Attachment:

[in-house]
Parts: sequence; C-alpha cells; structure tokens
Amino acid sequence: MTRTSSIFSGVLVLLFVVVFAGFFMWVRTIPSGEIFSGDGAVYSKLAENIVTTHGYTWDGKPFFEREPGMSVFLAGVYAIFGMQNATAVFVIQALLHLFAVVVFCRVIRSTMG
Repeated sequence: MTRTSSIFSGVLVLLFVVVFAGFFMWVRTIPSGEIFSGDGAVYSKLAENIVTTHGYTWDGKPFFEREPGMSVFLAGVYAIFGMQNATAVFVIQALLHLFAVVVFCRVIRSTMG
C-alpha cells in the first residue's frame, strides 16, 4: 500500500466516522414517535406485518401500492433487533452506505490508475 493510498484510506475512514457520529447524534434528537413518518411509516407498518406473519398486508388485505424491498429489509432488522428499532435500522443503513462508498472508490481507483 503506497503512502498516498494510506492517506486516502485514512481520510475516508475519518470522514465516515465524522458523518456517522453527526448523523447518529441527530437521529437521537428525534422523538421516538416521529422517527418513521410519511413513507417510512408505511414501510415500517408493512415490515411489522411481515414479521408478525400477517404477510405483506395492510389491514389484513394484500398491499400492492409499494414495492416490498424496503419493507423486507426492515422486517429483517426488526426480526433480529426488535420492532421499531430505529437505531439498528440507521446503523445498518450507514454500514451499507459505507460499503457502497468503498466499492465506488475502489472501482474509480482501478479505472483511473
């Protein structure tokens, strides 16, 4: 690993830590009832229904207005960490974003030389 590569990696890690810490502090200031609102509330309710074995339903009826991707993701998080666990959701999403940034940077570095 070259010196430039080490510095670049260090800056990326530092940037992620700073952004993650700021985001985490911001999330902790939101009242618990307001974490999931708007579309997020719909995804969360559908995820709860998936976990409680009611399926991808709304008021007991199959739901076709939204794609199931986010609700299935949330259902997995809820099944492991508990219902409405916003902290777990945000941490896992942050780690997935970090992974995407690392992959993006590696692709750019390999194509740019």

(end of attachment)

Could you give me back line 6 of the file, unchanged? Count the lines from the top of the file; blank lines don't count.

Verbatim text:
């Protein structure tokens, strides 16, 4: 690993830590009832229904207005960490974003030389 590569990696890690810490502090200031609102509330309710074995339903009826991707993701998080666990959701999403940034940077570095 070259010196430039080490510095670049260090800056990326530092940037992620700073952004993650700021985001985490911001999330902790939101009242618990307001974490999931708007579309997020719909995804969360559908995820709860998936976990409680009611399926991808709304008021007991199959739901076709939204794609199931986010609700299935949330259902997995809820099944492991508990219902409405916003902290777990945000941490896992942050780690997935970090992974995407690392992959993006590696692709750019390999194509740019």